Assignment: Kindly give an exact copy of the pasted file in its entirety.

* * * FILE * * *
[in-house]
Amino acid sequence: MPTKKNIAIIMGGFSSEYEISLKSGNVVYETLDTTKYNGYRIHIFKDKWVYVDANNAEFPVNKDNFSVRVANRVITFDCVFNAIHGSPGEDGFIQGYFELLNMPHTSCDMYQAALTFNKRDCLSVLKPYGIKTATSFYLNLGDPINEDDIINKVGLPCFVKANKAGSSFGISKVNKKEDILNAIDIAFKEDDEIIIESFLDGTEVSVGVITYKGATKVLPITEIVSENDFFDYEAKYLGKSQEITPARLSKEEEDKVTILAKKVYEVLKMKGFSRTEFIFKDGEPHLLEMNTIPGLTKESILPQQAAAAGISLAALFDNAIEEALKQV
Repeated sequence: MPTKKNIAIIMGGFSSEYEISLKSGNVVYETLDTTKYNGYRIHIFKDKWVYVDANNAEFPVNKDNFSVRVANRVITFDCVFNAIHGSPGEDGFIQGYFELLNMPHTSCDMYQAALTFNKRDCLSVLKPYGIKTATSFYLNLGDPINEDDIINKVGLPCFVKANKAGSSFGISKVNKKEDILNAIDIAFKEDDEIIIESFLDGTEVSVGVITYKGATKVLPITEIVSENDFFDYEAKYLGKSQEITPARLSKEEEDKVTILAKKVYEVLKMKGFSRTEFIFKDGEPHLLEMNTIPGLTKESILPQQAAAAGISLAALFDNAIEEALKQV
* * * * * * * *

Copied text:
[in-house]
Amino acid sequence: MPTKKNIAIIMGGFSSEYEISLKSGNVVYETLDTTKYNGYRIHIFKDKWVYVDANNAEFPVNKDNFSVRVANRVITFDCVFNAIHGSPGEDGFIQGYFELLNMPHTSCDMYQAALTFNKRDCLSVLKPYGIKTATSFYLNLGDPINEDDIINKVGLPCFVKANKAGSSFGISKVNKKEDILNAIDIAFKEDDEIIIESFLDGTEVSVGVITYKGATKVLPITEIVSENDFFDYEAKYLGKSQEITPARLSKEEEDKVTILAKKVYEVLKMKGFSRTEFIFKDGEPHLLEMNTIPGLTKESILPQQAAAAGISLAALFDNAIEEALKQV
Repeated sequence: MPTKKNIAIIMGGFSSEYEISLKSGNVVYETLDTTKYNGYRIHIFKDKWVYVDANNAEFPVNKDNFSVRVANRVITFDCVFNAIHGSPGEDGFIQGYFELLNMPHTSCDMYQAALTFNKRDCLSVLKPYGIKTATSFYLNLGDPINEDDIINKVGLPCFVKANKAGSSFGISKVNKKEDILNAIDIAFKEDDEIIIESFLDGTEVSVGVITYKGATKVLPITEIVSENDFFDYEAKYLGKSQEITPARLSKEEEDKVTILAKKVYEVLKMKGFSRTEFIFKDGEPHLLEMNTIPGLTKESILPQQAAAAGISLAALFDNAIEEALKQV